Illinois State Water Survey - University of Illinois at Urbana-Champaign

State Climatologist Office for Illinois

Summer Heat in Illinois

Dr. Jim Angel, State Climatologist

According to statistics from the Centers for Disease Control and Prevention, an average of 384 people die from heat every year. This is more than the deaths caused by floods (135), lightning (85), tornadoes (73), and hurricanes (25) combined. Heat can be especially deadly in large urban areas that can become heat islands. Brick buildings, asphalt streets, and tar roofs store heat and radiate is like a slow burning furnace. Temperatures can be several degrees hotter in the city than in nearby suburbs and rural areas. Of the over 700 heat-related deaths in Chicago in the July 1995 heat wave, a large majority were elderly. Semenza et al. (1996) identified people at high risk including those with known medical problems and those without access to air conditioning. Also at high risk were those who did not leave home each day; who lived alone; and who lived on the top floor of a building.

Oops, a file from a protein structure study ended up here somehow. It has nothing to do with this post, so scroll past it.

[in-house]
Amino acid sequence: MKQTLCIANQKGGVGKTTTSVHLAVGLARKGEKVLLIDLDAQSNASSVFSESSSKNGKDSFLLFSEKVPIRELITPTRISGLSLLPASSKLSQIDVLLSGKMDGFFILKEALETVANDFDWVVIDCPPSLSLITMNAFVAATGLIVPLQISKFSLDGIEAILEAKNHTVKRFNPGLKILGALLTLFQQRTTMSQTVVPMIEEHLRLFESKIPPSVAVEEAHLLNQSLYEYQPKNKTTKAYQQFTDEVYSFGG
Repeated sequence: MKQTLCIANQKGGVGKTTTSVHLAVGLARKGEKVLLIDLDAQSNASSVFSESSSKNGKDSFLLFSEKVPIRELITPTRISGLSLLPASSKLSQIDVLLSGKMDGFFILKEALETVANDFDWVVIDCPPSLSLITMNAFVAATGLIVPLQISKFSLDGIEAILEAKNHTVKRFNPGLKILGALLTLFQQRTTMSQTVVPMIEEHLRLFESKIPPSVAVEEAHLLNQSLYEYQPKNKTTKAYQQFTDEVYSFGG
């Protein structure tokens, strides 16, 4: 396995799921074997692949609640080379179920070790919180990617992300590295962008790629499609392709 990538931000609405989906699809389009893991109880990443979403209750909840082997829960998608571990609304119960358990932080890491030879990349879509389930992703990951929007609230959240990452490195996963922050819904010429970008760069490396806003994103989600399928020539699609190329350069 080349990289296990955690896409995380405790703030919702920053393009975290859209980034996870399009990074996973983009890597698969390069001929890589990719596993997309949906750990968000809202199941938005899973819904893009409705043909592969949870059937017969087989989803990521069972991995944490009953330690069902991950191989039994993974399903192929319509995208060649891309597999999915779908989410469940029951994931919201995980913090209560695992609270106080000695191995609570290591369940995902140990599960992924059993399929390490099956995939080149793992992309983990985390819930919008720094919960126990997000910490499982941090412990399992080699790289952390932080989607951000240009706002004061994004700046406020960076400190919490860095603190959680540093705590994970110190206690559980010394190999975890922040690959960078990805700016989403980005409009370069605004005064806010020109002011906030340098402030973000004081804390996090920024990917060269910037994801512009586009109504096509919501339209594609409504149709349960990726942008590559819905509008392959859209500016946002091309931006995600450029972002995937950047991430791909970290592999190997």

More on the July 1995 Chicago heat wave

It's not the heat, it’s the humidity

The body cools itself by sweating because the evaporation of moisture has a cooling effect. High humidity reduces this evaporation and hinders the body's effort to cool itself. The dew point temperature is a much more useful measure of the moisture content of the atmosphere than the commonly used relative humidity. During summer in Illinois, dew point temperatures in the 50s are generally comfortable. Most people begin to feel the humidity when dew point temperatures are in the 60s. Dew point temperatures in the 70s are rare and cause significant discomfort. During the peak of the July 1995 heat wave, dew point temperatures were in the upper 70s and lower 80s, unprecedented for the Chicago area.